African wild dogs, which are also referred to as painted wolves, are by far the most endangered large mammal in South Africa - there are less than 400 wild dogs remaining in the wild in South Africa, and an estimated 4 500 to 6 000 remaining in isolated pockets in sub-Saharan Africa.
Painted wolves are by far the most endangered large mammal in South Africa – there are less than 400 wild dogs remaining in the wild in South Africa.
With this in mind, Painted Wolf Wines, founded in 2007 by husband and wife team Jeremy and Emma Borg, donates funds from every bottle sold towards research into and conservation of this intriguing, beautiful but highly endangered species.
Inspiration from the painted wolf
The Borgs founded Painted Wolf Wines with the goal of creating a company and wine brand with a different approach, namely advocacy of conservation. They support conservation projects throughout Southern Africa through wine sales and creating opportunities for advocacy.
"Painted Wolf allows us to fuse our passion for and experience in wine and photography with our love of the bush, wildlife and conservation," says Emma. "We have an intense love of the bush, having spent a number of years living and working in it, hence the connection with the African wild dog.
"When it was time for us to create our own company, it was imperative that we developed a project which would allow us to give something back to the bush ... In order to finance and develop capacity for Painted Wolf Wines we created our 'pack' [company] which looks to the dogs for inspiration - their teamwork, social structure, dynamism and persistence."
Painted Wolf Wines' social media discussions are a blend of wine interest and conservation, where the goal is to use distribution and wine sales to increase public awareness of wild dogs and the critical conservation issues for this species and other endangered South African wild life. In 2012, Painted Wolf Wines donated over R100 000 to wild dog conservation.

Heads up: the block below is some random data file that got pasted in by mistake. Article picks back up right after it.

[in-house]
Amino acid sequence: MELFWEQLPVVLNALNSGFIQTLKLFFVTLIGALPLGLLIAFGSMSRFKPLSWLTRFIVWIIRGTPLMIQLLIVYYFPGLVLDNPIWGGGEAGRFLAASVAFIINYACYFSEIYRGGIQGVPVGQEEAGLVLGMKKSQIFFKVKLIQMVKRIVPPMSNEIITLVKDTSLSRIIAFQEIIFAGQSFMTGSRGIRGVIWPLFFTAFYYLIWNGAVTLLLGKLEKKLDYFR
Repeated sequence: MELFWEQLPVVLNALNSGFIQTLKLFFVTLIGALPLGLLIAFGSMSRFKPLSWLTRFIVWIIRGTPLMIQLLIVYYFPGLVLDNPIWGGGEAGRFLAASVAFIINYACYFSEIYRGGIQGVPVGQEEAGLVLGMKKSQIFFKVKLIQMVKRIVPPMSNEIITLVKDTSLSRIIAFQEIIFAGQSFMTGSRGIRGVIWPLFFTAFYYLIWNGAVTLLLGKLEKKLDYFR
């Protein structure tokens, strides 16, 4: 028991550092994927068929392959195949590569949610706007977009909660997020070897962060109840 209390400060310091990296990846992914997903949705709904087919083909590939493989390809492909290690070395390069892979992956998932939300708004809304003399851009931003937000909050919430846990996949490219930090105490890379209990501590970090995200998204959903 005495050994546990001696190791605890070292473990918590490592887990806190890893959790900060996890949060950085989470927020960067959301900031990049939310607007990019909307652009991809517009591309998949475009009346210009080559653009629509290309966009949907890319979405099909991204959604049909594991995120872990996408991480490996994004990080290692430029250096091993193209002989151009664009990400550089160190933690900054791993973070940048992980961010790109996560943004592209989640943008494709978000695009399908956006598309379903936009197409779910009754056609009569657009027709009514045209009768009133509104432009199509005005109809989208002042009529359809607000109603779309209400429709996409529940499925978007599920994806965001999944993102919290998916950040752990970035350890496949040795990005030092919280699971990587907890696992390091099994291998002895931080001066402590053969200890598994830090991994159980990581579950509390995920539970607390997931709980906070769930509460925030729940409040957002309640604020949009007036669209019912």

The company is associated with some of the most respected conservation organisations operating in Southern Africa, including the Endangered Wildlife Trust, the TUSK Trust, the Painted Dog Trust in Zimbabwe, and the eminent American biologist Dr John "Tico" McNutt at the Botswana Predator Conservation Trust. "We also plan a guide to the public about where wild dogs can be seen in the wild, who are the best safari operators," she adds.
The Borgs also plan to develop links with conservation projects in the other countries where their wine is sold. "In the UK, we donate 5% of our return from all UK sales to TUSK, which donates to conservation and community projects throughout Africa," explains Jeremy. "Our conservation work is on-going and as our business grows so the amount of money we will donate and the impact which we have will increase."
Pedals 4 Paws
In early 2012, the Borgs began a new initiative called Pedals 4 Paws. It's a cycling campaign supported by Painted Wolf Wines that gives the company additional tools to fulfill its conservation objectives. It entails cycling 5 000km to 6 000km over a 24-month period to raise money for and awareness of wild dogs.
Pedals 4 Paws undertook three bush rides last year: the first was from Madikwe Game Reserve to Mashatu Game Reserve in North West Province; the second was from Maun in Botswana to Hwange in Zimbabwe; and the third ride began at Hluhluwe Game Reserve in KwaZulu-Natal and ended at Hlane Game Reserve in Swaziland. Together, the three rides raised over R50 000 for wild dogs conservation.
"Our aim is to ride to all of the major conservancies where wild dogs are to be found in Southern Africa," says Jeremy.
The next planned ride will begin in the last week of June this year. Cyclists will ride a distance of 1 000km from Gonarezhou National Park to Mana Pools National Park in Zimbabwe. Both parks have a high population of wild dogs, and the money raised will be split between the Lowveld Wild Dog Project in Gonarezhou Park and Painted Dog Conservation in Mana Pools Park.
The ubuntu species
African wild dogs are different from most predatory mammals in that they are the ubuntu species - the one that thrives on family relationships, mutually beneficial co-operation and teamwork. Most predators in Africa have an aggressive "eat or be eaten" outlook that often leads to the decimation of a community through same species competition.
The wild dog is co-operative in almost every aspect of its behaviour; when the pack is under threat, the common vision and goal becomes most noticeable. Although the species survival is threatened, it keeps beating the odds by standing together. Sadly this behaviour, and the animals' generally small size of 25kg on average, contributes to its endangered status.
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